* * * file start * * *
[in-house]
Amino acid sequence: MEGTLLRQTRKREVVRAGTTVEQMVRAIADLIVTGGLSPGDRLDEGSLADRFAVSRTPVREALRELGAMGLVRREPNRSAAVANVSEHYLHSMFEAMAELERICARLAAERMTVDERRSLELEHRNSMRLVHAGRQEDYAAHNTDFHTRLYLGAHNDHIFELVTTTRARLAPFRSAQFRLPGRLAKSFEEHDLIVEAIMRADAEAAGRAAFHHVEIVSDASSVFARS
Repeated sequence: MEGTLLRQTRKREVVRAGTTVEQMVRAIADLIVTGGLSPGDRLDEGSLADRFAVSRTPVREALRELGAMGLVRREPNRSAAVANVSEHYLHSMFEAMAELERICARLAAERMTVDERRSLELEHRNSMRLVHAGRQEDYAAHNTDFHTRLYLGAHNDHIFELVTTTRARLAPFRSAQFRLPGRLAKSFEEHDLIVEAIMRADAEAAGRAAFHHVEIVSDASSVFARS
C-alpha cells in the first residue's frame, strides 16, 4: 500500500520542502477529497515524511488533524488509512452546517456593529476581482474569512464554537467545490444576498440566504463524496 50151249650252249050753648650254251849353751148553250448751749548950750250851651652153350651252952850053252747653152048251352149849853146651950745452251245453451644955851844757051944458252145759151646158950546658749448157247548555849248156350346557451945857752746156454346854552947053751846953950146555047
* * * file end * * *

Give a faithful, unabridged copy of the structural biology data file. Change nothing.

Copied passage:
[in-house]
Amino acid sequence: MEGTLLRQTRKREVVRAGTTVEQMVRAIADLIVTGGLSPGDRLDEGSLADRFAVSRTPVREALRELGAMGLVRREPNRSAAVANVSEHYLHSMFEAMAELERICARLAAERMTVDERRSLELEHRNSMRLVHAGRQEDYAAHNTDFHTRLYLGAHNDHIFELVTTTRARLAPFRSAQFRLPGRLAKSFEEHDLIVEAIMRADAEAAGRAAFHHVEIVSDASSVFARS
Repeated sequence: MEGTLLRQTRKREVVRAGTTVEQMVRAIADLIVTGGLSPGDRLDEGSLADRFAVSRTPVREALRELGAMGLVRREPNRSAAVANVSEHYLHSMFEAMAELERICARLAAERMTVDERRSLELEHRNSMRLVHAGRQEDYAAHNTDFHTRLYLGAHNDHIFELVTTTRARLAPFRSAQFRLPGRLAKSFEEHDLIVEAIMRADAEAAGRAAFHHVEIVSDASSVFARS
C-alpha cells in the first residue's frame, strides 16, 4: 500500500520542502477529497515524511488533524488509512452546517456593529476581482474569512464554537467545490444576498440566504463524496 50151249650252249050753648650254251849353751148553250448751749548950750250851651652153350651252952850053252747653152048251352149849853146651950745452251245453451644955851844757051944458252145759151646158950546658749448157247548555849248156350346557451945857752746156454346854552947053751846953950146555047